Funded by an anonymous donor, Converse College’s Mickel Library is undergoing an extensive, multi-phase makeover. The project has been underway since late 2016 and will transform the first and second floors over the next year.
“In recent years, academic libraries have been providing learning areas where students can work collaboratively on group assignments or projects, while continuing to support traditional study and research,” said Wade Woodward, Director of the Mickel Library. “Such facilities typically include a variety of computer workstations, portable whiteboards, conference rooms, and seating configurations. This is what we set out to accomplish at Converse.”
A group of classmates could give jointly to support the project and make a significant impact on the lives of the students here at Converse.
The main floor lobby area is the first section to get a face-lift. A recent grant proposal submission hopes to renovate five additional areas, including adding a multimedia computer room to the second floor, complete with Mac computers suitable for video editing.
New student collaboration areas and contemporary study spaces are now complete on the first floor, incorporating innovative designs and current technology to meet the evolving academic needs of students and faculty.
An Evolution since 1889
Originally housed in two rooms in Wilson Hall, the library had a few ‘homes’ before it finally settled into a permanent residence on the southwest corner of campus. In 1904, a $10,000 grant from Andrew Carnegie allowed for the construction of a separate building that held 25,000 volumes, four study rooms, and a general reading room. Today, Carnegie Hall houses the offices of Human Resources, Business and Finance, and Student Billing.
In the 1940’s, funds were raised to build Gwathmey Library. The 20,000 square-foot facility was one of the first libraries built at a women’s college following World War II. During the 1980’s, an addition was built onto Gwathmey, doubling the size and shelving capacity of the building and adding numerous study carrels, music listening rooms and a student lounge. The library was renamed for Buck and Minor Mickel, the primary donors of this massive renovation.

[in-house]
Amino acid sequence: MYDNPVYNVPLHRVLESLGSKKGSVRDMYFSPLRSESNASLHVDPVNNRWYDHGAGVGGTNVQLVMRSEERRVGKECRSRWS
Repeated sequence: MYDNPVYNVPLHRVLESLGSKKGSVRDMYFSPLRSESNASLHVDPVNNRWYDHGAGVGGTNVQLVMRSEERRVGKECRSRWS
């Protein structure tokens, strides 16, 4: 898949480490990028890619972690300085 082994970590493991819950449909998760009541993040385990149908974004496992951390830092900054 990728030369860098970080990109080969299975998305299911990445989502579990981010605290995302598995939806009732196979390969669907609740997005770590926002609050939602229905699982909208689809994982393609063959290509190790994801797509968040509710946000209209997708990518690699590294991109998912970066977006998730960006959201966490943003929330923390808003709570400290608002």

Today, Mickel Library’s mission is to provide high-quality information resources and to support the development of study and research skills in our rapidly-evolving information environment. Electronic holdings include access to more than 40,000 full text journals and upwards of 252,000 eBooks.
Reimagining the Library of Today
In early 2016, a student focus group was convened to help establish a modern-day vision for Mickel Library. Students expressed their desire for a more welcoming, technologically-supportive library environment with small group study spaces that would allow for interaction without disturbing other library patrons.
Dr. Emily Harbin ’99, Director of the Writing Center and Assistant Professor of English, contributed extensive research on trends in library design. “Modern libraries serve as a dynamic space where students access information, use technology to create new products with that information, and work collaboratively,” she said. “We started with the lobby so that it would send the message immediately to students and visitors that Mickel Library is changing for the better.”
Just inside the front entrance, where massive shelves of reference books and heavy wooden tables once lived, students are greeted by a welcoming, bright workspace housing comfortable chairs with flip-up desks, rolling dry-erase boards and group-friendly work rooms. Wider computer tables give them ample room to spread out materials and work alongside one another.
Students have responded enthusiastically, and library staff have seen a dramatic increase in their use of the new collaboration area.
Mickel Library is seeking funds to continue updating the main and second floors with flexible study spaces and technology upgrades. Lauren Ward, Converse’s Bequest and Research Manager, said everyone can make a difference, no matter the size of their gift. “A group of classmates could give jointly to support an aspect of the project and make a significant impact on the lives of the students here at Converse.”
Originally published in The Converse Magazine